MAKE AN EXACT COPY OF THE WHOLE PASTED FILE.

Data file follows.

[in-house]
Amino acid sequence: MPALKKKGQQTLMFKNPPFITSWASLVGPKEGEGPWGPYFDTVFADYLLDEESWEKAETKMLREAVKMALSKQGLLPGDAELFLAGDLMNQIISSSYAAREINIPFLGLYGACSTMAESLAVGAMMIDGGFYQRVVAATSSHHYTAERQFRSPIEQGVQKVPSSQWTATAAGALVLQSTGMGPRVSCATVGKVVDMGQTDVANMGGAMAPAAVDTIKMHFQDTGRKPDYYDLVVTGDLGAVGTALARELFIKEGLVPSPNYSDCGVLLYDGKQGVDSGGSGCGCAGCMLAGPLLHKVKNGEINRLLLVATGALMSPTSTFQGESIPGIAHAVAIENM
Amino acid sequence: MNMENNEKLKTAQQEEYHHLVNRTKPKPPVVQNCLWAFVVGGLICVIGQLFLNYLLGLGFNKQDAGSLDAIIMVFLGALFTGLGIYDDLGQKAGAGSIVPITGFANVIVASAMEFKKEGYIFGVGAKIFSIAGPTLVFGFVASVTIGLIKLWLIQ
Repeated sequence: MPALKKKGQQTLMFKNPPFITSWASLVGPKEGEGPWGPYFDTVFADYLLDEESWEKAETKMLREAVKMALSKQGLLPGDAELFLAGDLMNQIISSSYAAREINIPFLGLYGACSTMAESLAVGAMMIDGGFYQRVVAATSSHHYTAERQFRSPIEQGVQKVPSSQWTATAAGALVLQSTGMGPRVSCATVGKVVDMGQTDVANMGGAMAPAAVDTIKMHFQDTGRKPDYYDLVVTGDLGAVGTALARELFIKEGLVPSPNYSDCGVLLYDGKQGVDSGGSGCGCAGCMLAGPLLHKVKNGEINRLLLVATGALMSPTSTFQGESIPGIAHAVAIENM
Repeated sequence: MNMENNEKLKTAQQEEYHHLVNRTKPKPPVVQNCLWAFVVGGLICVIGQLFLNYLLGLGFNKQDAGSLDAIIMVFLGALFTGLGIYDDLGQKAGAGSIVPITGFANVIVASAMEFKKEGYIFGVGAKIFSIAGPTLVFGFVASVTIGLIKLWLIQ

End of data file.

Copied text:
[in-house]
Amino acid sequence: MPALKKKGQQTLMFKNPPFITSWASLVGPKEGEGPWGPYFDTVFADYLLDEESWEKAETKMLREAVKMALSKQGLLPGDAELFLAGDLMNQIISSSYAAREINIPFLGLYGACSTMAESLAVGAMMIDGGFYQRVVAATSSHHYTAERQFRSPIEQGVQKVPSSQWTATAAGALVLQSTGMGPRVSCATVGKVVDMGQTDVANMGGAMAPAAVDTIKMHFQDTGRKPDYYDLVVTGDLGAVGTALARELFIKEGLVPSPNYSDCGVLLYDGKQGVDSGGSGCGCAGCMLAGPLLHKVKNGEINRLLLVATGALMSPTSTFQGESIPGIAHAVAIENM
Amino acid sequence: MNMENNEKLKTAQQEEYHHLVNRTKPKPPVVQNCLWAFVVGGLICVIGQLFLNYLLGLGFNKQDAGSLDAIIMVFLGALFTGLGIYDDLGQKAGAGSIVPITGFANVIVASAMEFKKEGYIFGVGAKIFSIAGPTLVFGFVASVTIGLIKLWLIQ
Repeated sequence: MPALKKKGQQTLMFKNPPFITSWASLVGPKEGEGPWGPYFDTVFADYLLDEESWEKAETKMLREAVKMALSKQGLLPGDAELFLAGDLMNQIISSSYAAREINIPFLGLYGACSTMAESLAVGAMMIDGGFYQRVVAATSSHHYTAERQFRSPIEQGVQKVPSSQWTATAAGALVLQSTGMGPRVSCATVGKVVDMGQTDVANMGGAMAPAAVDTIKMHFQDTGRKPDYYDLVVTGDLGAVGTALARELFIKEGLVPSPNYSDCGVLLYDGKQGVDSGGSGCGCAGCMLAGPLLHKVKNGEINRLLLVATGALMSPTSTFQGESIPGIAHAVAIENM
Repeated sequence: MNMENNEKLKTAQQEEYHHLVNRTKPKPPVVQNCLWAFVVGGLICVIGQLFLNYLLGLGFNKQDAGSLDAIIMVFLGALFTGLGIYDDLGQKAGAGSIVPITGFANVIVASAMEFKKEGYIFGVGAKIFSIAGPTLVFGFVASVTIGLIKLWLIQ